The units that participated in the Congo Mission in chronological order were: 4R Malay plus C Squadron 2 Reece, HQ MSF Bde and 2 Reece, 6 R Malay, 1 Recce, 7 R Malay and finally 2R Malay and C Squadron 2 Reece. Over that period of time several thousands soldiers were deployed to serve the UN. On departure we left nothing behind except thousands of footprints and perhaps a sprinkling of Malaysian Congolese. Nothing noteworthy to show until June 2016 with the discovery of this Ferret Scout Car (FSC) in Kalemie( Albertville).

By A quirk of fate, this FSC has now become a symbol and tangible proof of our presence in the Congo during the early 1960s. Befittingly, it has been honoured and inaugurated as a memorial to our first UN Mission in the Congo jointly by the Governor and UN.When I first received this FSC picture, I was utterly baffled as to its origin. Our involvement with Kalemie(Albertville) dated to May 1961 when 4 R Malay and C Squadron 2 Reece first arrived there from Nyunzu. 4R Malay remained in Albertville until July 61 before departure for home. C Squadron 2 Reece departed Albertville for Bukavu in June 61.

The journey from Albertville I Bukavu was interesting.It entailed a voyage of 2 days and 1 night on Lake Tanganyika and a long road drive on the mountainous road into Bukavu. I experienced three such trips. The first one was most memorable, traveling on a proper ship with stopover at Kigoma, Tanzania before arriving at Usumbura, Burundi the next day. A night stopover at a nice hotel before driving up to Bukavu on a splendid tarmac road in Burundi.

Following the departure of 4R Malay, there were no MSF in Albertville for several months before the arrival of 7 R Malay and A Squadron 1 Recce in February 1962. They remained there until departure towards the end of the year.C Squadron 2 Reece made a second appearance in ALBERTVILLE on 03 December 1962. By then 7R Malay and A Squadron 1 Recce had already exited for home. C Squadron 2 Reece sojourn lasted until 23 December, the last MSF in Albertville when it was ordered to move to Bukavu, having handed over duties to the Indonesian KKO battalion.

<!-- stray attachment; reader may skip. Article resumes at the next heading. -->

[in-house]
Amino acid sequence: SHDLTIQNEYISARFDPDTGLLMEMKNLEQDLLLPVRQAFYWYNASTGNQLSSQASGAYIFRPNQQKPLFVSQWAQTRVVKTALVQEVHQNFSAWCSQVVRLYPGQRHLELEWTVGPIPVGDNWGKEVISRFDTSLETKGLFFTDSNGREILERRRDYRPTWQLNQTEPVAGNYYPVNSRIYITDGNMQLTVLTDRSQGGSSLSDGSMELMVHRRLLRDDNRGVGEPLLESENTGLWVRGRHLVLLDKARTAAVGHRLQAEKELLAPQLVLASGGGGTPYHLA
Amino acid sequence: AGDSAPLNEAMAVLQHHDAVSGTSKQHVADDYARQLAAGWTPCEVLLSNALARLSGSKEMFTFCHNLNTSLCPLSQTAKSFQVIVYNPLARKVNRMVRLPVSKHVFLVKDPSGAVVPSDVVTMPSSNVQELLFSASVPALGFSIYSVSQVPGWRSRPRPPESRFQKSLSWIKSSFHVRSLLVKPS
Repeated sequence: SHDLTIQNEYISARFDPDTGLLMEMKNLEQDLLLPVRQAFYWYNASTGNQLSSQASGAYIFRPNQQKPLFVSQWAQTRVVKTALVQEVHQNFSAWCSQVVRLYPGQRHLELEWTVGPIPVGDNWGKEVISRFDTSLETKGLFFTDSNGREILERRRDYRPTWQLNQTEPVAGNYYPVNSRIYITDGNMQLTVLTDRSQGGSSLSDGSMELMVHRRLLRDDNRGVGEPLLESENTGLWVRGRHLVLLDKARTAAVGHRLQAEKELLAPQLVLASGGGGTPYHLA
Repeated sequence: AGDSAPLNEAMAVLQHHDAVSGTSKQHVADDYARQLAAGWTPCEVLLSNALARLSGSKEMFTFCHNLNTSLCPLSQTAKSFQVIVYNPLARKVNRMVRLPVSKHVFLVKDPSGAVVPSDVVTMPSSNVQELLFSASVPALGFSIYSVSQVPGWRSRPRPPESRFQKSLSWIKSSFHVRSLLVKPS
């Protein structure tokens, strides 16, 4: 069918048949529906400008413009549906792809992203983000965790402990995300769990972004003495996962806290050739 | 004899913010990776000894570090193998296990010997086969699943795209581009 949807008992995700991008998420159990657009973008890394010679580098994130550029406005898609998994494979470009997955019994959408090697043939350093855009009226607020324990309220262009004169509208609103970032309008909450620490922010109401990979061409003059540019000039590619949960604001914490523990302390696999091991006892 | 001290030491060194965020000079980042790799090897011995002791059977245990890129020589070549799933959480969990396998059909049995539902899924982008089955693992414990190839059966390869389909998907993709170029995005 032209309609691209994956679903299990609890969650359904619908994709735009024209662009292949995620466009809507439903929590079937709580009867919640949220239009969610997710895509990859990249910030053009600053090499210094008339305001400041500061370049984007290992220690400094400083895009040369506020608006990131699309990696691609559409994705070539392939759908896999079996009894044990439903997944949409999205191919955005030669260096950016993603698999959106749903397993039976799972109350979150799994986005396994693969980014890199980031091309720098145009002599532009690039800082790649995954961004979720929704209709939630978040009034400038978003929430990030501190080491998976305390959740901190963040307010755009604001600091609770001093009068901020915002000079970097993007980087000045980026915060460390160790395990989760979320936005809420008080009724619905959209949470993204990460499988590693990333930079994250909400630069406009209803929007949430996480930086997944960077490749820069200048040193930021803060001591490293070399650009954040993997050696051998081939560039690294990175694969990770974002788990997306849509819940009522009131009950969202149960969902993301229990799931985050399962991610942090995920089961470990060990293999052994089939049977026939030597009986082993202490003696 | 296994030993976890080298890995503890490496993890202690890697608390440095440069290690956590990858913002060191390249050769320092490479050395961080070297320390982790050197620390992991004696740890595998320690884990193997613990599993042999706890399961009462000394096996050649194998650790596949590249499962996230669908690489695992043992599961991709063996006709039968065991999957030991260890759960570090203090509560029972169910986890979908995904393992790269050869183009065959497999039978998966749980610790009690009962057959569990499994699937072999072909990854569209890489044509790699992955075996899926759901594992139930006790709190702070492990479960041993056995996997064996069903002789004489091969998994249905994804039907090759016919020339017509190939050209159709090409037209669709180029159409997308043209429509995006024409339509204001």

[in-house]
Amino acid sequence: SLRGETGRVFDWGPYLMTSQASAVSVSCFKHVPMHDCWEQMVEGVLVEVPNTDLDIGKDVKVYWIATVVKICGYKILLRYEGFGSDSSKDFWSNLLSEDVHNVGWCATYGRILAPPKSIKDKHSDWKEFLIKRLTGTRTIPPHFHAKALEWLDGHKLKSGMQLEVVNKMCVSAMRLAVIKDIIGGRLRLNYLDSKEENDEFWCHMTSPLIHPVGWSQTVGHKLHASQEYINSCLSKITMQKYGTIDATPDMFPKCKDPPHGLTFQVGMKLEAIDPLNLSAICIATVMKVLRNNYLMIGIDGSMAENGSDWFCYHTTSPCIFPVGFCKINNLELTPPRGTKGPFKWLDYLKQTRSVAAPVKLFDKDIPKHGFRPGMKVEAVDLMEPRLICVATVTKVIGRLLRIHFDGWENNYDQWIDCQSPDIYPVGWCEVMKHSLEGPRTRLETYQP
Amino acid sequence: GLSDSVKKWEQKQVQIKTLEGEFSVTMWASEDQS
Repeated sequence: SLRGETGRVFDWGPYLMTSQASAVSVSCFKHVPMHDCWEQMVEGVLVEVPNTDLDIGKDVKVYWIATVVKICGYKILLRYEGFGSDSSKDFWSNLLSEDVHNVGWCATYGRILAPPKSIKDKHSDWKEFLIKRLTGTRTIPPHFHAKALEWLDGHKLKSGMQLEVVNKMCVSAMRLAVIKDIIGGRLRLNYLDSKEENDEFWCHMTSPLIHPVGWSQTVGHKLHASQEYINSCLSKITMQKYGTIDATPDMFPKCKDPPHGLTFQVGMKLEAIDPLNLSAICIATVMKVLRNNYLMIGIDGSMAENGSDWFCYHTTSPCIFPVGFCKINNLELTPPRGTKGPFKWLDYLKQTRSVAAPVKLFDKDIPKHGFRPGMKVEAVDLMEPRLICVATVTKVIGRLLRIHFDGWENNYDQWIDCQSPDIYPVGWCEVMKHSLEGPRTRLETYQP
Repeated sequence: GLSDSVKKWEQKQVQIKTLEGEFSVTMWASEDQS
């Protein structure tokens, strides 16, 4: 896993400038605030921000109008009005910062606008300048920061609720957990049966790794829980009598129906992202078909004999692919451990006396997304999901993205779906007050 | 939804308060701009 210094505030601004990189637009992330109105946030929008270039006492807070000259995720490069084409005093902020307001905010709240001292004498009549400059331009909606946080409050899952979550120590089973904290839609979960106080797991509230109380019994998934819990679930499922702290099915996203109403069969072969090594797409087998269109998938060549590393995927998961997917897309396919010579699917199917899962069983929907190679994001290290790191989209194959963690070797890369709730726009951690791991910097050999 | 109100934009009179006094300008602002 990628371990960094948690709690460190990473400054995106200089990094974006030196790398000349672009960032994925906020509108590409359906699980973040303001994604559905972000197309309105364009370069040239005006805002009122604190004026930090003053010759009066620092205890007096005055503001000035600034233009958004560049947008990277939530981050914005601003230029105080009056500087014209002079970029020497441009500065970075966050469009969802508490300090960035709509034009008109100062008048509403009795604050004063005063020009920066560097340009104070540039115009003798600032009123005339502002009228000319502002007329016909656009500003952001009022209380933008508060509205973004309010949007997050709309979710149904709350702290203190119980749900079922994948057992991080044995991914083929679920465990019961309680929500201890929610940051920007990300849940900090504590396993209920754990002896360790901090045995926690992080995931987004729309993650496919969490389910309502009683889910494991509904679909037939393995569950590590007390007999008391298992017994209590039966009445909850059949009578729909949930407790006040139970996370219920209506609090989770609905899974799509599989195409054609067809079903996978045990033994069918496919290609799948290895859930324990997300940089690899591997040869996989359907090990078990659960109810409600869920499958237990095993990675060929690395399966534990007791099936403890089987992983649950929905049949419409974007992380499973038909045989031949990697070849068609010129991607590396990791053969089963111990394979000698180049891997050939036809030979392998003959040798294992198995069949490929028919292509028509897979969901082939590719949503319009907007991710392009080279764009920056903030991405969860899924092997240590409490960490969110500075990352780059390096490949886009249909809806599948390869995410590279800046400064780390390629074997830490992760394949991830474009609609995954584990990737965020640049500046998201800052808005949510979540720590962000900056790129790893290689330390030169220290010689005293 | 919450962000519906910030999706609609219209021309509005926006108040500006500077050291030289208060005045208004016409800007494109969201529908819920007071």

The second voyage on Lake Tanganyika was rough unlike the first one. The vehicles were loaded onto a barge and towed by a tug boat. This time we headed for the tiny port of Kalundu, Uvira on the Congolese side. The memory of this trip was sea sickness when we encountered strong winds and rough sea. Up to this point there were no FSC casualty.

On 17 June 1963, the MSF( A and B Coys 2 R Malay) and C Squadron 2 Reece launched a long range operation from Bukavu into the Kongolo area of Northern Katanga.The Third Katanga War had ended on 15 January 63 and this operation under HQ 3 Nigerian Bde was mounted to round up those rebellious Katangese soldiers.

Upon its successful conclusion, the MSF on 04 February 63 boarded a train from Kabalo to Albertville, a distance of about 400km and from there on to the familiar( for me) voyage up Lake Tanganyika to Uvira and thence onwards to Bukavu via the atrocious mountainous Congolese road. During this tour C Squadron 2 Reece possessed a total of 14 FSC s(in 1960 it had 18).

This third voyage was the least remembered by me. Only now can I recall vaguely my OC, Major Asna Sutan, telling us he had no choice but to abandon this SHQ Ferret Z3571 in Albertville. It turned out to be a blessing! After over 53 years it was "discovered" and today is a tangible symbol of our commitment to ONUC in the early 1960s.
Tan Siew Soo, Lieutanant Colonel (Retired)

posted by Major D Swami (Retired) @ 10:36 PM